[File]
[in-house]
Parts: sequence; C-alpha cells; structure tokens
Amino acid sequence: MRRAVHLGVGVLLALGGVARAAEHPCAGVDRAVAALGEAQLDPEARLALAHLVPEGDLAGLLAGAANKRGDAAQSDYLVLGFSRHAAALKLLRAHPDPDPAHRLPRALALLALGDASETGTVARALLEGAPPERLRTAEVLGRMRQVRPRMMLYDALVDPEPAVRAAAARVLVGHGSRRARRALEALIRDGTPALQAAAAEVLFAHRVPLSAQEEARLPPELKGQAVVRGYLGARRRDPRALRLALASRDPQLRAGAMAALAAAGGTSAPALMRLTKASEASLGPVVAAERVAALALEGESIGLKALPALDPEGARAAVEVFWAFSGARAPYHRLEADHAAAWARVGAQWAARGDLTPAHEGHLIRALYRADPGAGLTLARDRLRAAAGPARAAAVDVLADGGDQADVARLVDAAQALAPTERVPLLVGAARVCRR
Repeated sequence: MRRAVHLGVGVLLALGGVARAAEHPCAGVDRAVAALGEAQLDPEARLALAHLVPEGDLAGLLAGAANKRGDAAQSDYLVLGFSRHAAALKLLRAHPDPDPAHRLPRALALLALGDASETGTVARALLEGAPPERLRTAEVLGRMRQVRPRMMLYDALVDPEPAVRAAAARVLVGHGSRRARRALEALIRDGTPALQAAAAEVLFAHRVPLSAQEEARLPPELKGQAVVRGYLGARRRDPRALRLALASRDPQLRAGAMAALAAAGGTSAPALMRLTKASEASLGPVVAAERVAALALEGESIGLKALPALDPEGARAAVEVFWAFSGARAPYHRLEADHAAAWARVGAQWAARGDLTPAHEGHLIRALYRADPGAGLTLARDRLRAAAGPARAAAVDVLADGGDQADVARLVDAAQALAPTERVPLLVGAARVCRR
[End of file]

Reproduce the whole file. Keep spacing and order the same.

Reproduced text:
[in-house]
Parts: sequence; C-alpha cells; structure tokens
Amino acid sequence: MRRAVHLGVGVLLALGGVARAAEHPCAGVDRAVAALGEAQLDPEARLALAHLVPEGDLAGLLAGAANKRGDAAQSDYLVLGFSRHAAALKLLRAHPDPDPAHRLPRALALLALGDASETGTVARALLEGAPPERLRTAEVLGRMRQVRPRMMLYDALVDPEPAVRAAAARVLVGHGSRRARRALEALIRDGTPALQAAAAEVLFAHRVPLSAQEEARLPPELKGQAVVRGYLGARRRDPRALRLALASRDPQLRAGAMAALAAAGGTSAPALMRLTKASEASLGPVVAAERVAALALEGESIGLKALPALDPEGARAAVEVFWAFSGARAPYHRLEADHAAAWARVGAQWAARGDLTPAHEGHLIRALYRADPGAGLTLARDRLRAAAGPARAAAVDVLADGGDQADVARLVDAAQALAPTERVPLLVGAARVCRR
Repeated sequence: MRRAVHLGVGVLLALGGVARAAEHPCAGVDRAVAALGEAQLDPEARLALAHLVPEGDLAGLLAGAANKRGDAAQSDYLVLGFSRHAAALKLLRAHPDPDPAHRLPRALALLALGDASETGTVARALLEGAPPERLRTAEVLGRMRQVRPRMMLYDALVDPEPAVRAAAARVLVGHGSRRARRALEALIRDGTPALQAAAAEVLFAHRVPLSAQEEARLPPELKGQAVVRGYLGARRRDPRALRLALASRDPQLRAGAMAALAAAGGTSAPALMRLTKASEASLGPVVAAERVAALALEGESIGLKALPALDPEGARAAVEVFWAFSGARAPYHRLEADHAAAWARVGAQWAARGDLTPAHEGHLIRALYRADPGAGLTLARDRLRAAAGPARAAAVDVLADGGDQADVARLVDAAQALAPTERVPLLVGAARVCRR